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It’s been a week, I think, so I thought I’d bring her in. She just sniffs at her food — I make my own, no store-bought cat food for her, I shred tuna and chicken together, she used to love it, she’d purr and twirl around my ankles when I’d be dicing the meat, couldn’t wait, almost out of her skin every meal time. Now she just stares at the dish, sits there. I’ve thrown it out almost every day this week, dried up and all. Ray, my husband, jokes that’s she’s on a diet and that I should try it, too. Five pounds up and he says I’ve let myself go. Well, he did help me lose all that weight when we first met — he was so encouraging, told me I was beautiful, that I could do it. And he was right. Now, he says that I’m so fat, he’s embarrassed to be seen with me.
Not that we go out that much. I should stay at home and look after my man, he says, since I didn’t give him any kids. He’s joking, of course, it was him who didn’t want kids, but I haven’t seen my friends for a while, he doesn’t like when I go out without him. He expects dinner on the table when he gets home even if I don’t cook as well as his ex, now she was a gourmet cook. She was always elegant, and well-dressed, even if she was stuck up. He left her because of that. Says she needed to be brought down a notch but even then she’d be way above me. He’s so funny.
Lulu’s always been healthy, I take very good care of her. Last year she had a broken paw, the front left. I have no idea how it happened. I came home late from a girls’ night out and she was curled up on her pillow and wouldn’t move. Ray had been watching football and said he didn’t notice anything. She meowed so loudly when I felt along her bones — I know how to check her out, I was going to be a nurse but Ray didn’t want me to finish my degree, said he didn’t want his wife cleaning other people’s shit. Not that I was going to do that, I was already in grad school, but he insisted after we were married. Said I deserved better.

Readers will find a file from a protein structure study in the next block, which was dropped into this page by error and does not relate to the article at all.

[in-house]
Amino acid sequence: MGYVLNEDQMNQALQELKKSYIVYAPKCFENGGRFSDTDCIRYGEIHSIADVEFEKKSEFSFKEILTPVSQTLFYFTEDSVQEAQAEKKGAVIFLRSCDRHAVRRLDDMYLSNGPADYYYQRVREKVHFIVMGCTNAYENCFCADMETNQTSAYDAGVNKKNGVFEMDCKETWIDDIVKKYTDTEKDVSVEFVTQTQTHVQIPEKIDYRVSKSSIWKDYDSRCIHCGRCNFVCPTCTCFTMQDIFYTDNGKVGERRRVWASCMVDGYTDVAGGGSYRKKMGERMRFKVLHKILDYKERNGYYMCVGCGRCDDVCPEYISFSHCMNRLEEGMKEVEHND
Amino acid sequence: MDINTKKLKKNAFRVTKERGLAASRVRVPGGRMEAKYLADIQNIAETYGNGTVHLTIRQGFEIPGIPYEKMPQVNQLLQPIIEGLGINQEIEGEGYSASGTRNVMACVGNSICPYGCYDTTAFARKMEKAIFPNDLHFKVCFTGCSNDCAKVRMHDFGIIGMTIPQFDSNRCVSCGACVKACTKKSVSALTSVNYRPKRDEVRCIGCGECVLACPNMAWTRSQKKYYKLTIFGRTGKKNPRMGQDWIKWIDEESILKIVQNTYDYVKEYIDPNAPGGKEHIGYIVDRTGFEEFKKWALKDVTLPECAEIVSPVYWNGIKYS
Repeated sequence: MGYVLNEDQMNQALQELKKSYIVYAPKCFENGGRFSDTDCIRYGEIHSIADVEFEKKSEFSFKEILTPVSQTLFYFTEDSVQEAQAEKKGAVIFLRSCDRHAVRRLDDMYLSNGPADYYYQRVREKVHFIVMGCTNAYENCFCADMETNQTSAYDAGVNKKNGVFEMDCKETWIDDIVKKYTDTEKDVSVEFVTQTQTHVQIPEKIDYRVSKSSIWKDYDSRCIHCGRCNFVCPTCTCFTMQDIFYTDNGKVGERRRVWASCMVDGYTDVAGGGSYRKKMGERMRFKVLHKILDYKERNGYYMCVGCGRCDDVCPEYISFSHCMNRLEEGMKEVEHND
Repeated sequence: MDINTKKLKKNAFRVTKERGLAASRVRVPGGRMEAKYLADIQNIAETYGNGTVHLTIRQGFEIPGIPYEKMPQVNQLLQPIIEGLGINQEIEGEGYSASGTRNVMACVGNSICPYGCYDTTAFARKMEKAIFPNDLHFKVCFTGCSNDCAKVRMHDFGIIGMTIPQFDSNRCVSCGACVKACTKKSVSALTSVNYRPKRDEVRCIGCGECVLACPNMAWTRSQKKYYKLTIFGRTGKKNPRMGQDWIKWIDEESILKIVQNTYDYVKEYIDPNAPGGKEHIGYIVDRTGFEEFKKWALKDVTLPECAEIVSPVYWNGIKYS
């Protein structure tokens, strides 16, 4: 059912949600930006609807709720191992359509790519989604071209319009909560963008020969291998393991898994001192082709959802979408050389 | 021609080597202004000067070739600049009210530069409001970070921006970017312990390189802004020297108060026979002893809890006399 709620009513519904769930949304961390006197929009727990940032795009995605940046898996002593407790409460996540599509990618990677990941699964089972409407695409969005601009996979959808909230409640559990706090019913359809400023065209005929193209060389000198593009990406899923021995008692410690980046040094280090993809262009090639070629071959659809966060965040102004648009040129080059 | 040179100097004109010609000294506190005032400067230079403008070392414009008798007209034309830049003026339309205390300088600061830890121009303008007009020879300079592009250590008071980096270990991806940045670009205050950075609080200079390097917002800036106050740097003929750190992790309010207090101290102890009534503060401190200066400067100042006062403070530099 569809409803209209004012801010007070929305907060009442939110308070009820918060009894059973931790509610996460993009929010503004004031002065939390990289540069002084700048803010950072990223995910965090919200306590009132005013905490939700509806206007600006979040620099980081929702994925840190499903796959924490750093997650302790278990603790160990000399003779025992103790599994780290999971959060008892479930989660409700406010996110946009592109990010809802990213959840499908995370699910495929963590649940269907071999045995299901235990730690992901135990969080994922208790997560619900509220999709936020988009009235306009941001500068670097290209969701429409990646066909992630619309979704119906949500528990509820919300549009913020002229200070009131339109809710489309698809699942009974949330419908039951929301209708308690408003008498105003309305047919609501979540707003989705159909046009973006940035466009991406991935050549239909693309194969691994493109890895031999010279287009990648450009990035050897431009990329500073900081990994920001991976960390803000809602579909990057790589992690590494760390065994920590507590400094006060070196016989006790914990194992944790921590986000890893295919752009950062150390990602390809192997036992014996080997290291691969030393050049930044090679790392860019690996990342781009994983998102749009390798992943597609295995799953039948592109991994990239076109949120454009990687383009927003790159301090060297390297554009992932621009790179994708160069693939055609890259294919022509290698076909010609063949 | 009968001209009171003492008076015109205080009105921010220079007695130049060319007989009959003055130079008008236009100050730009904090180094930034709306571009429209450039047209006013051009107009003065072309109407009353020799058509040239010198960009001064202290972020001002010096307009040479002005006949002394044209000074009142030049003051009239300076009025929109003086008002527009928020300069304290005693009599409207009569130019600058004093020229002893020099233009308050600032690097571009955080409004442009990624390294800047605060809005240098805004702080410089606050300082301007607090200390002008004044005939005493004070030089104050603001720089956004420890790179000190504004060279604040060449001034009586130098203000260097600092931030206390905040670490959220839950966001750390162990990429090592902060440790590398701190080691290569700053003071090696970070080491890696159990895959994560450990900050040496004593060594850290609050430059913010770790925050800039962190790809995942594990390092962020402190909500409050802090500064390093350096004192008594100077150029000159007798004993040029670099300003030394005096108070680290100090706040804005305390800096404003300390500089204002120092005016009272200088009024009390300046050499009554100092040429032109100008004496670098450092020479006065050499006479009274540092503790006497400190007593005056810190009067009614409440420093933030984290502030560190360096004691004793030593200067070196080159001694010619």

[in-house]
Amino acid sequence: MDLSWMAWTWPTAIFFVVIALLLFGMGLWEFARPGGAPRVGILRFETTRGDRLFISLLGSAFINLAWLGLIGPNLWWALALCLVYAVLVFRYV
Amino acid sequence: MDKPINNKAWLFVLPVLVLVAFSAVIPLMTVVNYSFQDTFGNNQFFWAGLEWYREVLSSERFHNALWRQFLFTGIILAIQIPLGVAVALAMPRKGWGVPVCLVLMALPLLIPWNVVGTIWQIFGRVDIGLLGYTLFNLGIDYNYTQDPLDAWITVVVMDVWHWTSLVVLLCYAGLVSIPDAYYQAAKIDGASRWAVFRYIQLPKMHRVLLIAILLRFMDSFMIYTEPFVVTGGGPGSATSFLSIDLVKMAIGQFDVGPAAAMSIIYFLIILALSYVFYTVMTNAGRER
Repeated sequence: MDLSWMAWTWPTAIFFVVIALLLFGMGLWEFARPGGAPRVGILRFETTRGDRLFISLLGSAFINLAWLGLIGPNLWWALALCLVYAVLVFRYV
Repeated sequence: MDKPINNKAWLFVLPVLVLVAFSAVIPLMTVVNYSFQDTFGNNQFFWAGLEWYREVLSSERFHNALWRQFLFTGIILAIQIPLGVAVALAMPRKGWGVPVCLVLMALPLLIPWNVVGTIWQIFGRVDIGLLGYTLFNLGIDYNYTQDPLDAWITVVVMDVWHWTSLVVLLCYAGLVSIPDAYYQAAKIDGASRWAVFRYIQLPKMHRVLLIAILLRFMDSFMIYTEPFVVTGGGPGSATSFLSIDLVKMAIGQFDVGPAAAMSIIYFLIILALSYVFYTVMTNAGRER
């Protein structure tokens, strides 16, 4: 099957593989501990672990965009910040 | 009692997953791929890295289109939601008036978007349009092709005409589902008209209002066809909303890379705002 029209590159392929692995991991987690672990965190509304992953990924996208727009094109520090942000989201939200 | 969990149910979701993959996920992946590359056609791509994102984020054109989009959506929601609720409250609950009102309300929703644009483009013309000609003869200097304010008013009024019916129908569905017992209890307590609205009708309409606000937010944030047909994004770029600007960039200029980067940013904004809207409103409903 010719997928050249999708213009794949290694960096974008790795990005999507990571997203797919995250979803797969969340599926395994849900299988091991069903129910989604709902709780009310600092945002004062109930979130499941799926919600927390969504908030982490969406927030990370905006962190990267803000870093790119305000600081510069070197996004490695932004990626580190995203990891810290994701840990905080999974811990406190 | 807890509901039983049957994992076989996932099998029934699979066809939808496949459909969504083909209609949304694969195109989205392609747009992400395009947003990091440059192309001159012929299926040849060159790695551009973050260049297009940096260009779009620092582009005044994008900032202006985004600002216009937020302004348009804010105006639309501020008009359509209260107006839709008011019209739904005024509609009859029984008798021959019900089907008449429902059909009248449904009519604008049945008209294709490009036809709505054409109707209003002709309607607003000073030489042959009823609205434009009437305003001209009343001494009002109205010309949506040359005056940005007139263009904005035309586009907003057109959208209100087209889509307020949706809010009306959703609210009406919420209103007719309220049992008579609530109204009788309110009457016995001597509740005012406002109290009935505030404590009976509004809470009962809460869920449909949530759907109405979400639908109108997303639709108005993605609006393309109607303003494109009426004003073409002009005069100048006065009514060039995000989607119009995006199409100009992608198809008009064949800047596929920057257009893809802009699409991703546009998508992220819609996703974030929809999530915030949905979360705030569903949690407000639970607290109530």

Lulu limps a bit now, but her legs are as good as they are going to get, I guess. Her tail, too. One time she got it caught in the door — see, she has a kink? Ray swore he didn’t see her sneaking through the terrace door when he slammed it shut. He said he was sorry but that it was a tail, not a vital organ, so she’d be fine. And she was. He wouldn’t pay for the X-rays, was I mad — X-rays for a cat’s tail? He couldn’t stop laughing about it. But it’s not her tail that I’m worried about now — she’s getting so skinny. No, she’s not throwing up, just the occasional hairball – Ray loathes those! Yes, she’s still peeing.
Lulu’s a plain tabby — purebred rooftop tabby I call her. I found her in the back of the shed when she was a kitten right after my Bengal got lost. Mau, five-year-old, not a kitten anymore. Ray says he has no idea how she got out, but once out, Mau was gone. Those cats cost so much, nobody would ever return her, she was a strictly indoor cat, I had been so careful with doors and windows. I cried for days, but I wouldn’t let Ray see — he’d be mad that I was so upset about a cat, even it that cat had cost over a thousand dollars. Only the best for Ray, that’s why he got a Bengal but Mau never liked Ray even if Ray was the one who bought her after he ran over Mocha. Mocha? She was my first cat, the one I had before we were married, a blue-eyed Siamese with a brown nose and ears and stockings. She curled in my lap when I read, slept under my desk when I was studying, met me at the door when I came home. She was my good luck charm — I did so well on exams because she helped me concentrate when I studied. She didn’t take well to the move to the big house, but she was starting to get used to it. She loved to sit under Ray’s Merc when the engine was still warm and I told Ray to be careful when he took the car out, to check for her, but he must have forgotten. Mocha was getting old, she wasn’t quick enough to get away. I guess it was an accident.